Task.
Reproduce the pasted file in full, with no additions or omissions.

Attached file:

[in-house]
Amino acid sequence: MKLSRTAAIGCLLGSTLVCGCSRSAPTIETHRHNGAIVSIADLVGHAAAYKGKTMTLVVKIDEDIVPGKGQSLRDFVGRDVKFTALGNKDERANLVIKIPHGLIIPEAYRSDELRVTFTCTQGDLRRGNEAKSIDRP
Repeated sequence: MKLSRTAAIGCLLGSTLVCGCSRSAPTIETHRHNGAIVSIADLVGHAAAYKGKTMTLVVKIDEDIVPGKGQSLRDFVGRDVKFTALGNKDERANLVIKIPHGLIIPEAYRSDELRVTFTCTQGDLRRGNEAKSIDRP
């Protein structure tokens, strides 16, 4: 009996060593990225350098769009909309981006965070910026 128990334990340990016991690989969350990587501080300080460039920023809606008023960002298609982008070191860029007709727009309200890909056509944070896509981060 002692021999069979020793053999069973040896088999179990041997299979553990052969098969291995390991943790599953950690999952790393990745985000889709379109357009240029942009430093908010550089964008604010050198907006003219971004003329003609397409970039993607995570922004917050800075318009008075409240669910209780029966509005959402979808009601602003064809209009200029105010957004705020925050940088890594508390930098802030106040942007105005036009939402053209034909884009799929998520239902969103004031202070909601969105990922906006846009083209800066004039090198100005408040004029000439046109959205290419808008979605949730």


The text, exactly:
[in-house]
Amino acid sequence: MKLSRTAAIGCLLGSTLVCGCSRSAPTIETHRHNGAIVSIADLVGHAAAYKGKTMTLVVKIDEDIVPGKGQSLRDFVGRDVKFTALGNKDERANLVIKIPHGLIIPEAYRSDELRVTFTCTQGDLRRGNEAKSIDRP
Repeated sequence: MKLSRTAAIGCLLGSTLVCGCSRSAPTIETHRHNGAIVSIADLVGHAAAYKGKTMTLVVKIDEDIVPGKGQSLRDFVGRDVKFTALGNKDERANLVIKIPHGLIIPEAYRSDELRVTFTCTQGDLRRGNEAKSIDRP
């Protein structure tokens, strides 16, 4: 009996060593990225350098769009909309981006965070910026 128990334990340990016991690989969350990587501080300080460039920023809606008023960002298609982008070191860029007709727009309200890909056509944070896509981060 002692021999069979020793053999069973040896088999179990041997299979553990052969098969291995390991943790599953950690999952790393990745985000889709379109357009240029942009430093908010550089964008604010050198907006003219971004003329003609397409970039993607995570922004917050800075318009008075409240669910209780029966509005959402979808009601602003064809209009200029105010957004705020925050940088890594508390930098802030106040942007105005036009939402053209034909884009799929998520239902969103004031202070909601969105990922906006846009083209800066004039090198100005408040004029000439046109959205290419808008979605949730």